I never thought I’d utter any words that would in any way act as an imperative to curtail anything dealing with pizza. (And technically I didn’t utter them. I texted them to a dear friend as we fulfilled our yearly ritual of exchanging snarky remarks about Anne Hathaway’s dresses and gushing praises about Cate Blanchett’s skin during the 2014 Academy Awards ceremony.) But at any rate, that’s how I felt after watching Ellen do the same pizza gag for three hours. When she started collecting money in a hat to pay for the pizza, that was it: Enough with the pizza already!
The purpose of the gag may just have been to further support the overall down-to-earth feeling that Ellen created in hosting the show. Or, it may have been a thoughtfully crafted metanarrative on watching awards shows, designed to make the front-row celebrity gods and goddesses in the Kodak Theater/Dolby Theater/whatever the heck that thing is being called now seem human. When these celebrities started eating pizza, they were mimicking us humans who gather around Papa John’s and watch the Oscars. On Sunday night, we were all (or we wished we were all) eating pizza and watching people who were eating pizza and watching the Oscars.
The problem with creating a “they’re-just-like-us!” narrative, though, is that celebrities are not just like us. We may have been eating pizza and watching the Oscars, but we weren’t doing it in Dior and we weren’t doing it while dripping in Harry Winston’s finest. We weren’t using $20,000 Armani gowns like napkins for pizza grease. And it is this blatant disregard for their attire that separates these celebrities even further from you and me. It’s one thing to wear/rent/buy a gown that costs thousands of dollars. It’s another to risk dripping oil on it, and undoubtedly, that stuff was going to drip oil. It speaks of an attitude that unfortunately seems far too prevalent within the celebrity culture, or at least a part of it that we are privy to through the Kardashians — an attitude that believes money can just fix whatever is broken, or says that “someone else can take care of it.”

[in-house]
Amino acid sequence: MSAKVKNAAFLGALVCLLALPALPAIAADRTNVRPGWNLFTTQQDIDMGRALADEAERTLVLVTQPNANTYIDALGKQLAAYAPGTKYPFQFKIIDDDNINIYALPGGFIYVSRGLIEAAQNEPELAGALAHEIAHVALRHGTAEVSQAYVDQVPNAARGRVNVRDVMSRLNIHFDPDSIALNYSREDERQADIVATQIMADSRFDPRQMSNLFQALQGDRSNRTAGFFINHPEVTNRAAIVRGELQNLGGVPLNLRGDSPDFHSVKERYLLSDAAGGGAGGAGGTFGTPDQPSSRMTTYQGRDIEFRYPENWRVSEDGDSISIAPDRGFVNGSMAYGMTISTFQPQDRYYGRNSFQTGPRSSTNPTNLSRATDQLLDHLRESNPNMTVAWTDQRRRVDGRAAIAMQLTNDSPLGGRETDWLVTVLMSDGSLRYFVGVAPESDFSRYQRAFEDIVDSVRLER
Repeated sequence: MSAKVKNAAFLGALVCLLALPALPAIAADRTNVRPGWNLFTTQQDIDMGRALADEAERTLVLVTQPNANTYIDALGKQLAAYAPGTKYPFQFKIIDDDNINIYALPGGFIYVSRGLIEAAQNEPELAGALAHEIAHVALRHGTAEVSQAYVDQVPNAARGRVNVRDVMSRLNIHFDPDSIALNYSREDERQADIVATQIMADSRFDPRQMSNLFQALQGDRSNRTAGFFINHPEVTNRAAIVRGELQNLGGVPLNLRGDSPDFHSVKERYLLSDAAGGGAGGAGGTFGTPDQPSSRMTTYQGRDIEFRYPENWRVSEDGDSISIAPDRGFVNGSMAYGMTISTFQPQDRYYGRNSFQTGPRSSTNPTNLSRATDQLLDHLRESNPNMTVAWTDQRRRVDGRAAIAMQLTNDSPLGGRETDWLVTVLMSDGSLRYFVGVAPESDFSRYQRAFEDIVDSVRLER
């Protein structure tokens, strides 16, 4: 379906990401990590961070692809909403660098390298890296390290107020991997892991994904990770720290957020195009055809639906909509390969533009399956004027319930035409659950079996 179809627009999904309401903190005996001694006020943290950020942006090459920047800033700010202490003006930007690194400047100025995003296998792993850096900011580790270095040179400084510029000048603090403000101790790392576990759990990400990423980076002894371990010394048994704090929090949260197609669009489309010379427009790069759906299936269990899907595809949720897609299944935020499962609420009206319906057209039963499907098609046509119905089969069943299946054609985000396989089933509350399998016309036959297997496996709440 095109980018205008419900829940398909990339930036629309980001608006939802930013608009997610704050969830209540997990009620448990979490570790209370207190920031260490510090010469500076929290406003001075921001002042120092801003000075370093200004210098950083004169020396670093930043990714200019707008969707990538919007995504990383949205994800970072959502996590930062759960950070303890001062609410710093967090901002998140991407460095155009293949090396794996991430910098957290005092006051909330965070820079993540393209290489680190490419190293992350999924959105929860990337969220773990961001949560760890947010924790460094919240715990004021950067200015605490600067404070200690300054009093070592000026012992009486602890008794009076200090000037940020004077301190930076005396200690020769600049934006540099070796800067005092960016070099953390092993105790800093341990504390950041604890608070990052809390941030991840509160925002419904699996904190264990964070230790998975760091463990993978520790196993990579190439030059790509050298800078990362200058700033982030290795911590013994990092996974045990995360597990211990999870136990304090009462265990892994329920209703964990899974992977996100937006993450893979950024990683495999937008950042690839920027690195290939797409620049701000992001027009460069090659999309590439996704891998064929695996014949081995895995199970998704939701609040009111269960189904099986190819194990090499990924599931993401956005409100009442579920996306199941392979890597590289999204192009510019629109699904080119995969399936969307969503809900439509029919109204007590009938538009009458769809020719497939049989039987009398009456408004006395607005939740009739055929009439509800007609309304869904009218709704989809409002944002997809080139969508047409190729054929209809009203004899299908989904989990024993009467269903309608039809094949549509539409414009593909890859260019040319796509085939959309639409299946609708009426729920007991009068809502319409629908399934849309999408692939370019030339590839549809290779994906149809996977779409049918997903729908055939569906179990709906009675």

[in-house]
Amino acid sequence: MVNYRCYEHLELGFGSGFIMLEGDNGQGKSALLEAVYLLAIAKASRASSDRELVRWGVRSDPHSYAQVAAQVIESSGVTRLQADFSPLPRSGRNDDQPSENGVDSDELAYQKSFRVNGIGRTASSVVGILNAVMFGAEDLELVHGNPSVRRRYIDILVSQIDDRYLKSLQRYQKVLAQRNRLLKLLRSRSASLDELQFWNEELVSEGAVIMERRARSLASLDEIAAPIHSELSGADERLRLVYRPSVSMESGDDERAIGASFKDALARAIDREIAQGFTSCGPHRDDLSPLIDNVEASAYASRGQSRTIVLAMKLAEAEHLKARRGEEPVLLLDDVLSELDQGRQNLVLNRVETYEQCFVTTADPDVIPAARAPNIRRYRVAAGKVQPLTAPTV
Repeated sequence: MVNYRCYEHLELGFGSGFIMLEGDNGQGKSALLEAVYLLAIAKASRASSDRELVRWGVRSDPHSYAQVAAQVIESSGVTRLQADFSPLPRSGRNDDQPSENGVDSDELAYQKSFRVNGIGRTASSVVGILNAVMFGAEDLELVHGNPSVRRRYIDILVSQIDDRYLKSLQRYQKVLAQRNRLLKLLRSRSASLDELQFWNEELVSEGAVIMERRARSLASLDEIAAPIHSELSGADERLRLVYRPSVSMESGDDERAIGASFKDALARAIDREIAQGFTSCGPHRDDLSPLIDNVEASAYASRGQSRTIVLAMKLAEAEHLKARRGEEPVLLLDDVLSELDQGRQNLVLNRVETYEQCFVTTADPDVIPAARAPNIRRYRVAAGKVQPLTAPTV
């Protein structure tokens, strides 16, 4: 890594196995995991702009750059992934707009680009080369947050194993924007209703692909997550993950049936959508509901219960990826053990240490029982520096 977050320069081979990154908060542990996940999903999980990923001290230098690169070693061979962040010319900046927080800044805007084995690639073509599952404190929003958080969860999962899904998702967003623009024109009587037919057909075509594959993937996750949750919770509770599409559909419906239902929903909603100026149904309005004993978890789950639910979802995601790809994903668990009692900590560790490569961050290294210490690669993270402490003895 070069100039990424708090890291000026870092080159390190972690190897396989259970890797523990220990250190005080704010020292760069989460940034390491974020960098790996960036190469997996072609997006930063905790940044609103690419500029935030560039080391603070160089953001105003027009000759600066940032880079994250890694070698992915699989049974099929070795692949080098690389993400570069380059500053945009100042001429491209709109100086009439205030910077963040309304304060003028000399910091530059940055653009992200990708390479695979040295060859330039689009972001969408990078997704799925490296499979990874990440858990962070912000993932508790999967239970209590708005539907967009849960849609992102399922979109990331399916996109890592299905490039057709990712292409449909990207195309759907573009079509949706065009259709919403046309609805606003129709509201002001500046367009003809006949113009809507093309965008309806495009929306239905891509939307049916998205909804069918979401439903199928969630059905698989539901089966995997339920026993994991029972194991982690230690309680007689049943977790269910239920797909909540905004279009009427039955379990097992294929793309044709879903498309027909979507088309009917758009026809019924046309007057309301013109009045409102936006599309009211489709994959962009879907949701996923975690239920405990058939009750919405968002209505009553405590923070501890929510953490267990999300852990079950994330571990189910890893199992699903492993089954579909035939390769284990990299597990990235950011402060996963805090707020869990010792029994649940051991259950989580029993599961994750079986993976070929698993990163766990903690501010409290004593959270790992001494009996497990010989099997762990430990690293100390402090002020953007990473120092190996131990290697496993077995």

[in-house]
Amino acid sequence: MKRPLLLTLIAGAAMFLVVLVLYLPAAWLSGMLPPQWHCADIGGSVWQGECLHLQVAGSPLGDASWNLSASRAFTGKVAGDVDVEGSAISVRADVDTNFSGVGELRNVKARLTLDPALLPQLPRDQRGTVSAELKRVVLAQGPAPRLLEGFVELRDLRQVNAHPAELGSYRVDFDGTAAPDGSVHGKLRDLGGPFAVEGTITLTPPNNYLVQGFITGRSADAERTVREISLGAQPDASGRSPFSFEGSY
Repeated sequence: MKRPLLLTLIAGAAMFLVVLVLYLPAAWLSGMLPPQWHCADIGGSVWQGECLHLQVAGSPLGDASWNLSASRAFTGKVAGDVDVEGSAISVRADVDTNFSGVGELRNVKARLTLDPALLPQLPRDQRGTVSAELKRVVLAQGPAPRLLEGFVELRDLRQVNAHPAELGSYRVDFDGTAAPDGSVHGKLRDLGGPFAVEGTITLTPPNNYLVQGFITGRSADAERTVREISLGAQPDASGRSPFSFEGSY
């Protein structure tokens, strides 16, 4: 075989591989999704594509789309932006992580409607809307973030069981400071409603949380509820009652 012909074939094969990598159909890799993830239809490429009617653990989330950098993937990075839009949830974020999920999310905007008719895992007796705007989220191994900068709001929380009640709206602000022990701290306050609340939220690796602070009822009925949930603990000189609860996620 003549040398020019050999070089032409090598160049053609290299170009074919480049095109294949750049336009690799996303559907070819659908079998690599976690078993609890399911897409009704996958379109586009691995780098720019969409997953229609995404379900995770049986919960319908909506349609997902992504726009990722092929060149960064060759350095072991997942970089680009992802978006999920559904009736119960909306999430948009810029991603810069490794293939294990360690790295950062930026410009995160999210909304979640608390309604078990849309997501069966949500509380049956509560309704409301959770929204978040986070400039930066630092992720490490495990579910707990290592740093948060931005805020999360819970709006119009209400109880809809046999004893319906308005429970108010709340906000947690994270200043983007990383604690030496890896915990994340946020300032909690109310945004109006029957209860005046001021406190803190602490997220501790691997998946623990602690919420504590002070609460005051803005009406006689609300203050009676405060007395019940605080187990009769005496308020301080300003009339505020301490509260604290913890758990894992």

I am not like celebrities, and they are not like me. And isn’t that one of the reasons we watch this stuff anyway? We watch it to see what it’s like on the other side of things, where money is no object. Next year, I hope that there will be no more celebrities eating pizza during the ceremony (leave the pizza for me, please!), and I also hope that #tinaandamyforoscars2015 will become a reality.
Laura Creel (@Little_Utopia) is the managing editor of Little Utopia.
Previously from Laura Creel:
♦ I Found Love in a Heart-Shaped Place
♦ This is What a Place Like CityChurch Can Do
♦ Eating Larabars in London: A Memory
♦ Viral Video of the Week: In Honor of MLK Day
♦ BFFs Dennis Rodmas and Kim Jong-un’s Relationship Shaky